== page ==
The 2018-2019 campaign is still young, but the Portland Trail Blazers certainly look legit. There are lots of reasons for this, of course. Evan Turner seems rejuvenated in a different role than he’s played in the past couple years. Nik Stauskas has provided much-needed scoring and shooting off the bench. Zach Collins has taken a massive step forward in year two, and looks every bit like a franchise cornerstone for years to come. However, one reason for their success doesn’t seem to be getting much coverage. Superstar Damian Lillard, at age 28 in his 7th year with the team, is having his best season yet. Here’s how.
The first step in Lillard’s path to success has been a lower usage rate (29.3%, his lowest in four years). This doesn’t necessarily make sense. After all, you want the ball in the hands of your best player, especially when he’s having an All-NBA season. However, by using a few less possessions and letting his teammates work, Dame has made the offense somewhat less predictable, and also lightened the load on his plate, presumably giving him a bit more energy.
That extra bit of burst could be the reason for Dame’s increased ability to get to the paint and finish once he gets there. 32.7% of his scoring this season has come from the paint, his highest rate since 2014-2015, which was his career high. He’s hitting 61.3% of his shots within 0-3 feet of the basket (again, highest since 2014), and an incredible 50% of his shots from 3-10 feet, by far a career high. While some of these numbers might regress a bit, Damian’s increased focus on getting into the paint instead of settling for jumpers (as great a shooter as he is) is important, and has been a big reason for his jump in efficiency this year.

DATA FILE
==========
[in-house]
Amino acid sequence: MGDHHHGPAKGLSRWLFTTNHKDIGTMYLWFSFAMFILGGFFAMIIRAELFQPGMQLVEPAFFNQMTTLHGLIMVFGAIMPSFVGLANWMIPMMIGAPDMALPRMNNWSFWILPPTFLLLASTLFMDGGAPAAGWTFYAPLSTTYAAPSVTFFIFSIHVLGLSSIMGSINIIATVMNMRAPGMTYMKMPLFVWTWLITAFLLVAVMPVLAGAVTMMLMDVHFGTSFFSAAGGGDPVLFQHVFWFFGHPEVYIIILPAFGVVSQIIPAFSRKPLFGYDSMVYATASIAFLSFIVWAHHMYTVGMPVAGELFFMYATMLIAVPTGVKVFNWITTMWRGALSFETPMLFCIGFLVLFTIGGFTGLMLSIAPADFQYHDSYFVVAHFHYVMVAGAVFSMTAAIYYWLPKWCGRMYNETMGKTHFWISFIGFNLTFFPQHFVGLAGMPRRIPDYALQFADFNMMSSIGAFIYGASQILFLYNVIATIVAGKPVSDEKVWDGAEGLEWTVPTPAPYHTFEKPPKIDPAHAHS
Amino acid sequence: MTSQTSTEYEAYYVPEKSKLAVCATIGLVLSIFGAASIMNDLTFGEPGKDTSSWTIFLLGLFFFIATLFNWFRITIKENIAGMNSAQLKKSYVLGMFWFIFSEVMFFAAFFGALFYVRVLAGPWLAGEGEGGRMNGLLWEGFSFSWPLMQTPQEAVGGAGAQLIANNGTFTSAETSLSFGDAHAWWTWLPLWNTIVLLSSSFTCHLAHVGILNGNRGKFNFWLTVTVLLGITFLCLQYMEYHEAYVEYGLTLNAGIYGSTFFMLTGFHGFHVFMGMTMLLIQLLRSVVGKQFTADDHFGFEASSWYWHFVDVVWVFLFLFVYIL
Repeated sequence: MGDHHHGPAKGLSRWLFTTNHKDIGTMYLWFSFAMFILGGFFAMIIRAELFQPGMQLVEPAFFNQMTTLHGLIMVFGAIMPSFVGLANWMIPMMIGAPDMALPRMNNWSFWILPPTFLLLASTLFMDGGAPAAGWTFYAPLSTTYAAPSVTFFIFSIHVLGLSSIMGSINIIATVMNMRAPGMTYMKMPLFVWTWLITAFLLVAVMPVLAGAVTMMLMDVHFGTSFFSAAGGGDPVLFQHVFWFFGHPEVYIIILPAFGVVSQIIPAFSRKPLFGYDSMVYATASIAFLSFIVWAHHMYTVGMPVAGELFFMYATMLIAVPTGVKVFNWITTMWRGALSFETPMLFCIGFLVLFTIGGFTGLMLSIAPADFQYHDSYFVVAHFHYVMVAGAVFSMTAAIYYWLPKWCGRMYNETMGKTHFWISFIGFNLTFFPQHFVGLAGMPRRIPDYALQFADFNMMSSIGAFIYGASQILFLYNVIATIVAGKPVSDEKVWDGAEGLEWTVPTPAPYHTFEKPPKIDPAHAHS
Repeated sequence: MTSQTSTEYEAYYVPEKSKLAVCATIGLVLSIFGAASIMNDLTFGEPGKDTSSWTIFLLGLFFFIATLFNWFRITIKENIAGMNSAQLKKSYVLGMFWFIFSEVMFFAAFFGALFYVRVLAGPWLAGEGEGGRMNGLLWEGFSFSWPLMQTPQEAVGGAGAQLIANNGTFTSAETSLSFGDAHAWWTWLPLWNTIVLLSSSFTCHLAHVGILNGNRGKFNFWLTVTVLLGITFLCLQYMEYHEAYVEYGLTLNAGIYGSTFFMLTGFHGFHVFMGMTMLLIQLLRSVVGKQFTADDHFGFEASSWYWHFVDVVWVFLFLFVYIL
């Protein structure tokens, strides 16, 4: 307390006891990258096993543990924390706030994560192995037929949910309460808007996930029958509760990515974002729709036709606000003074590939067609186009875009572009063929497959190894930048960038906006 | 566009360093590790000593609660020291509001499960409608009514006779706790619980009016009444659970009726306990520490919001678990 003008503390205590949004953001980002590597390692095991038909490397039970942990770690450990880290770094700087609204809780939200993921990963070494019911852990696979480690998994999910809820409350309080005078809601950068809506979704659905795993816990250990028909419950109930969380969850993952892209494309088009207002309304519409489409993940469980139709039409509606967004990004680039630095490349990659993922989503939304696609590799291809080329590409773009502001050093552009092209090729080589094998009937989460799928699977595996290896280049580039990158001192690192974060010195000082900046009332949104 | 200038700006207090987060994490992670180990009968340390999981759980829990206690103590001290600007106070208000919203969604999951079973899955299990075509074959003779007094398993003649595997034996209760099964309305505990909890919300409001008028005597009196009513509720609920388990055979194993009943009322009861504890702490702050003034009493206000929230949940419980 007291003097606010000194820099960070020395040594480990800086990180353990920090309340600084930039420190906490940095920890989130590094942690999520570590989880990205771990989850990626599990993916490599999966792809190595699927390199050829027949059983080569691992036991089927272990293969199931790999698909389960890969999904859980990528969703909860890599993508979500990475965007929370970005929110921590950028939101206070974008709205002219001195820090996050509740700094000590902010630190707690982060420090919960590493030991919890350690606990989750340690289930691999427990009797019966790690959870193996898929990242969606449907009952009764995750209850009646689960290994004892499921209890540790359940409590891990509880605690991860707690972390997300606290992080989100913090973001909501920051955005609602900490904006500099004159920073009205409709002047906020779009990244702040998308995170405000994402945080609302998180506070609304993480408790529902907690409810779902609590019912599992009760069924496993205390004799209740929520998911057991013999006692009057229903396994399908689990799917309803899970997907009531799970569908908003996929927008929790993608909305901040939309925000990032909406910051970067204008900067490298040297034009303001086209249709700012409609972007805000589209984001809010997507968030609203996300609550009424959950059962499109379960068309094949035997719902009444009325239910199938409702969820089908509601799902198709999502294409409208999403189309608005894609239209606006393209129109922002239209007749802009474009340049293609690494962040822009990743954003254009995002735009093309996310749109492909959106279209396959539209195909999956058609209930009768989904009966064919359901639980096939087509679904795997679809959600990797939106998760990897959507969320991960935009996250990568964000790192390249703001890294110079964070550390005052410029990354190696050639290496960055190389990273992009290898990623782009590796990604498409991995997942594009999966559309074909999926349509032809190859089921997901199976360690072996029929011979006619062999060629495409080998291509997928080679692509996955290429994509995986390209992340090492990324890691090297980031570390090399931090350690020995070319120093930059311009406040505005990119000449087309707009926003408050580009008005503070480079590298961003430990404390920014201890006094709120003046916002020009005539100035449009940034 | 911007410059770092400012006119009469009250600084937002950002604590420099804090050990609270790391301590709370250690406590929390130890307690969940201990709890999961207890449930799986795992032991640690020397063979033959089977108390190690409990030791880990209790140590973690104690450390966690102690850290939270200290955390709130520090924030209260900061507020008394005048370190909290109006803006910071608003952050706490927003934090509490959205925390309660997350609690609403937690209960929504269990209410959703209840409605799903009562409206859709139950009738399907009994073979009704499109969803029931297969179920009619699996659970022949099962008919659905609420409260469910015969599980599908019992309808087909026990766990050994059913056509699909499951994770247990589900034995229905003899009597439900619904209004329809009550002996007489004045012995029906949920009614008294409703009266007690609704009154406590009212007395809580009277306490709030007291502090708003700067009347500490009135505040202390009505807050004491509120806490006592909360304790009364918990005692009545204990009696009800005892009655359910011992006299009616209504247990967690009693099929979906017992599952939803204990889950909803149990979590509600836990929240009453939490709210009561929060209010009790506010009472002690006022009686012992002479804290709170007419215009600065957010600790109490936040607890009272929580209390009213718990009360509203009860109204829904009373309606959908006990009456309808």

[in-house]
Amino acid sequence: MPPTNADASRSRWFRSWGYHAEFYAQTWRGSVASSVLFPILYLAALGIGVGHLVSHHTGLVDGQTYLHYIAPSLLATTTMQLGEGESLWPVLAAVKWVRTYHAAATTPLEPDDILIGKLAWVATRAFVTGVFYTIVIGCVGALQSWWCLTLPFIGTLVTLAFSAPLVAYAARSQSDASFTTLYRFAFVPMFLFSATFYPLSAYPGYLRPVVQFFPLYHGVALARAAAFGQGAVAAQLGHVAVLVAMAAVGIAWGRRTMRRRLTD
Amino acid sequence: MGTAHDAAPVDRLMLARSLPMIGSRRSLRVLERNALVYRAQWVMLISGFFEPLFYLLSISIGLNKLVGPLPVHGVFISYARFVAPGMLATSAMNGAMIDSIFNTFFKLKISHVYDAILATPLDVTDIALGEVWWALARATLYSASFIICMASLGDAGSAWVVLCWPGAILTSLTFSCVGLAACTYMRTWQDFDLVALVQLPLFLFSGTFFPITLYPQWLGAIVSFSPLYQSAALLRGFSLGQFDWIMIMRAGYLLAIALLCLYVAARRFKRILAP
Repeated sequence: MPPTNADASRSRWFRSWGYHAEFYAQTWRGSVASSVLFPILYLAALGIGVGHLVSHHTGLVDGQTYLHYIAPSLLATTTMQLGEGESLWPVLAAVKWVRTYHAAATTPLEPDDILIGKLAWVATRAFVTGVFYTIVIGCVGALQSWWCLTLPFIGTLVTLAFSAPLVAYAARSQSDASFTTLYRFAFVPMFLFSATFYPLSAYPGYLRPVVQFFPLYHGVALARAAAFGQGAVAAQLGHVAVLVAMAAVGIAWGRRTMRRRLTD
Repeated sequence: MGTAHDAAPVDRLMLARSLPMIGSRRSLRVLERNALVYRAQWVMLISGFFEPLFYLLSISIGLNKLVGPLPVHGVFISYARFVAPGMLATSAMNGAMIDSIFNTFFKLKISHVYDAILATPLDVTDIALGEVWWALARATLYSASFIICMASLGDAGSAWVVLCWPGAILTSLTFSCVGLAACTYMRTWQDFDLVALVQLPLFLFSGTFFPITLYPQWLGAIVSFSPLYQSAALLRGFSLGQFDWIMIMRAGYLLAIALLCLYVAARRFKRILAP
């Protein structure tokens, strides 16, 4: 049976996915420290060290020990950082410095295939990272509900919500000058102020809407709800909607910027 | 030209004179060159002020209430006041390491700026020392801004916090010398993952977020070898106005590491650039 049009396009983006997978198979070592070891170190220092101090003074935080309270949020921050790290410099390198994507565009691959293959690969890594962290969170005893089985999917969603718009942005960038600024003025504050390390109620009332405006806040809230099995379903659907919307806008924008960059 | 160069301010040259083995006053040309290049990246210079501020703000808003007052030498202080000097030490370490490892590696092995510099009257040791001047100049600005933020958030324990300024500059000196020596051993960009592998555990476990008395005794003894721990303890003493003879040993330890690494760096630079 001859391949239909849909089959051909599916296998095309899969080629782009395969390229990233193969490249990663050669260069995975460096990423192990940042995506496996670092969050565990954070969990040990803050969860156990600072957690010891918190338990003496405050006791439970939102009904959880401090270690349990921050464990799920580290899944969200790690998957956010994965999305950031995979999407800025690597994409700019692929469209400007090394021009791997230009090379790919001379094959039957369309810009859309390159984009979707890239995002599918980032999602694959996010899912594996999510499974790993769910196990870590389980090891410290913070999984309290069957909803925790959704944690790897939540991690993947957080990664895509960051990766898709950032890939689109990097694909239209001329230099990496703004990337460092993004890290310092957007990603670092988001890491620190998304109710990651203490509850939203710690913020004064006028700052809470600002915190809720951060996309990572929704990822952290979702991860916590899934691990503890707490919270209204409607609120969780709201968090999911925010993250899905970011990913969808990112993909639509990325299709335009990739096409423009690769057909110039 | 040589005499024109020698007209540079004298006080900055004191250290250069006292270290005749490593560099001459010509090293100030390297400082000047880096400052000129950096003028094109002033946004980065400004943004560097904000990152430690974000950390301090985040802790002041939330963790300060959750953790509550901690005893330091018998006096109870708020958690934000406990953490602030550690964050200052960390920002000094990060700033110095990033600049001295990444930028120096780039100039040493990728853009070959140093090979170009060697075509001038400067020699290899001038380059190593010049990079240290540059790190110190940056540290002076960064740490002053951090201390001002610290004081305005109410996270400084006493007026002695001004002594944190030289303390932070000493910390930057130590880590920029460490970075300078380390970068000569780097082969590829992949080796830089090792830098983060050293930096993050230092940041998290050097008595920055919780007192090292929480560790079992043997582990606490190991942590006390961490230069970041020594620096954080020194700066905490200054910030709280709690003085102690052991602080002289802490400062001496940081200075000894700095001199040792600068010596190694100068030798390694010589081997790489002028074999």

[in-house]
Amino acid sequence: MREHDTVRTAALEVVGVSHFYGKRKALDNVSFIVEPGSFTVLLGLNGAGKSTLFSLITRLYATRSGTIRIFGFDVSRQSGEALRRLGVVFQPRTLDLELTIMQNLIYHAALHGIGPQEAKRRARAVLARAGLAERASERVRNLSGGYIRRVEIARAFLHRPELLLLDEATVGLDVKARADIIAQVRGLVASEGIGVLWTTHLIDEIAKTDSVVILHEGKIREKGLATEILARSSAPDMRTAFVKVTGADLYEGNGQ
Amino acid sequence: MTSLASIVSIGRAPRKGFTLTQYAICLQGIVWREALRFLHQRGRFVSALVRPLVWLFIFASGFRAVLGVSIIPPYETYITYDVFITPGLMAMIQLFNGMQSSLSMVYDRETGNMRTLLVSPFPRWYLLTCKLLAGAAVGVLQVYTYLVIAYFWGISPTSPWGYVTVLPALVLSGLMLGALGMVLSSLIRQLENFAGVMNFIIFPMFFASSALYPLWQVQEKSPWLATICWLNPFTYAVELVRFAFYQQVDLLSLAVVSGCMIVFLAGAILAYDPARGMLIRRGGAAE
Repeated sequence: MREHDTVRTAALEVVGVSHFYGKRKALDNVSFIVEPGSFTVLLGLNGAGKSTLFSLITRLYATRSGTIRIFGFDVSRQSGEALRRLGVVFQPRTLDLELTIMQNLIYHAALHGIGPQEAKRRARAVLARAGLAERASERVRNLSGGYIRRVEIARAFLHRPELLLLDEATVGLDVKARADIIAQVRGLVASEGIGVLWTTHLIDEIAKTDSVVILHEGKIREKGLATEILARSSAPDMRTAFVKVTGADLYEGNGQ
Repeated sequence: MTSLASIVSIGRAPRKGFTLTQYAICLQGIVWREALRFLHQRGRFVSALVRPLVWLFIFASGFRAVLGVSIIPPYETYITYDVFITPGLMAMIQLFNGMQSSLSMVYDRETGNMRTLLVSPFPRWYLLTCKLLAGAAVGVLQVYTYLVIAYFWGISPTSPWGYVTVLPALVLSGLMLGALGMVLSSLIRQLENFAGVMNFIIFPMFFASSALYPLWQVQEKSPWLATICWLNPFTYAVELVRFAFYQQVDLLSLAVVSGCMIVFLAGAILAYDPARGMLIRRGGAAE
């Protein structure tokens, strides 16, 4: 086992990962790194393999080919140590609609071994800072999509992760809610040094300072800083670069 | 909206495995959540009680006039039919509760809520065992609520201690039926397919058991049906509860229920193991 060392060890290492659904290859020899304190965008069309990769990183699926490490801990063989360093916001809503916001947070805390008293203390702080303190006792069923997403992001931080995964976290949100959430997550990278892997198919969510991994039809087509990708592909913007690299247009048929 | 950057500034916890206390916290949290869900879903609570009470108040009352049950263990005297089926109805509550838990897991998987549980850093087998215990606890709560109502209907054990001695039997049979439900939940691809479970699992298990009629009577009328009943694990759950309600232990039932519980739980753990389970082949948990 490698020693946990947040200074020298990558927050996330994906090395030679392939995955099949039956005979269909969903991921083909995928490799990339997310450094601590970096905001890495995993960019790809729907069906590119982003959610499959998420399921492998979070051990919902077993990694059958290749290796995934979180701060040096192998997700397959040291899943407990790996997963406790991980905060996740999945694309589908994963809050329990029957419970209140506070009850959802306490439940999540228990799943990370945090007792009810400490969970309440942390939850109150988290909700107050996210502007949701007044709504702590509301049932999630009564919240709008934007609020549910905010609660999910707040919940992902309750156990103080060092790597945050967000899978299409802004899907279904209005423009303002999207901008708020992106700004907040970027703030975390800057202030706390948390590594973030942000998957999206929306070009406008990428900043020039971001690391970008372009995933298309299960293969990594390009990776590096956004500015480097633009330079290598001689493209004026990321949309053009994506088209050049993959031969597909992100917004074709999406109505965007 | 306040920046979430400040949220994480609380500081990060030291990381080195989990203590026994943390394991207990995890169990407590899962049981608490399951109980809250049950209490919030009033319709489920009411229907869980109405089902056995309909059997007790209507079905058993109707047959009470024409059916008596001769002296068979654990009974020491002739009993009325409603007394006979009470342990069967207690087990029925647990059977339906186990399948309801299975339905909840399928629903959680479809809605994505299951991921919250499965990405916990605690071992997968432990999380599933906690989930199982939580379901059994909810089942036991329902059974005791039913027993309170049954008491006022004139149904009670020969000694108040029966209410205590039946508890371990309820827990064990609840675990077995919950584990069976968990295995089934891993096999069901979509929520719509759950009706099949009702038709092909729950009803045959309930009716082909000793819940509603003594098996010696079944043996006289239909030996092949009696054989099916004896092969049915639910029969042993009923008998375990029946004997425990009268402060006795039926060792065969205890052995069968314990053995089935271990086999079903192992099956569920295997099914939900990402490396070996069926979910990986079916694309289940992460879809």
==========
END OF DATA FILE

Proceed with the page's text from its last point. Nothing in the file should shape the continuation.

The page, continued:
Another sign of that attacking mindset? Lillard is getting to the free throw line at a higher rate than at any previous time in his career. He has a free throw rate of .403, which means that for every field goal he takes, he goes to the line approximately .4 times. Lillard is one of the best free-throw shooters in NBA history (career average of 88.6%), so getting to the free throw line means just about automatic points. Of course, an increase in free throws also means an increase in fouls drawn, leading to opponents getting in foul trouble and limiting their ability to play. It’s just an all-around great ability to draw fouls at a high rate, and Dame improving in that area has been another piece of his improvement in efficiency.
With lowering usage, it’s no surprise that Lillard’s turnovers have dropped numerically. However, his turnover rate has plummeted as well, dipping to just 8.5% this year. That’s yet another career best in a season that’s remarkably full of them. Keeping turnovers low is obviously good, but doing so while attacking the basket more is mighty impressive.
All of these improvements are showing up in “all-in-one” advanced statistics as well. Lillard has easy career highs in Box Plus Minus (BPM) as well as Win Shares/48 minutes, and his Net Rating of 11.4 is staggering considering how many minutes he’s played. He might have made 1st Team All-NBA last season, and placed 4th in MVP voting, but he’s actually been a substantially better player this season. That’s a testament to his work ethic and his willingness to improve this late in his career, and a sign of just how dominant he’s been this year. If his play continues at this pace, another All-NBA selection and down-ballot MVP voting seems assured.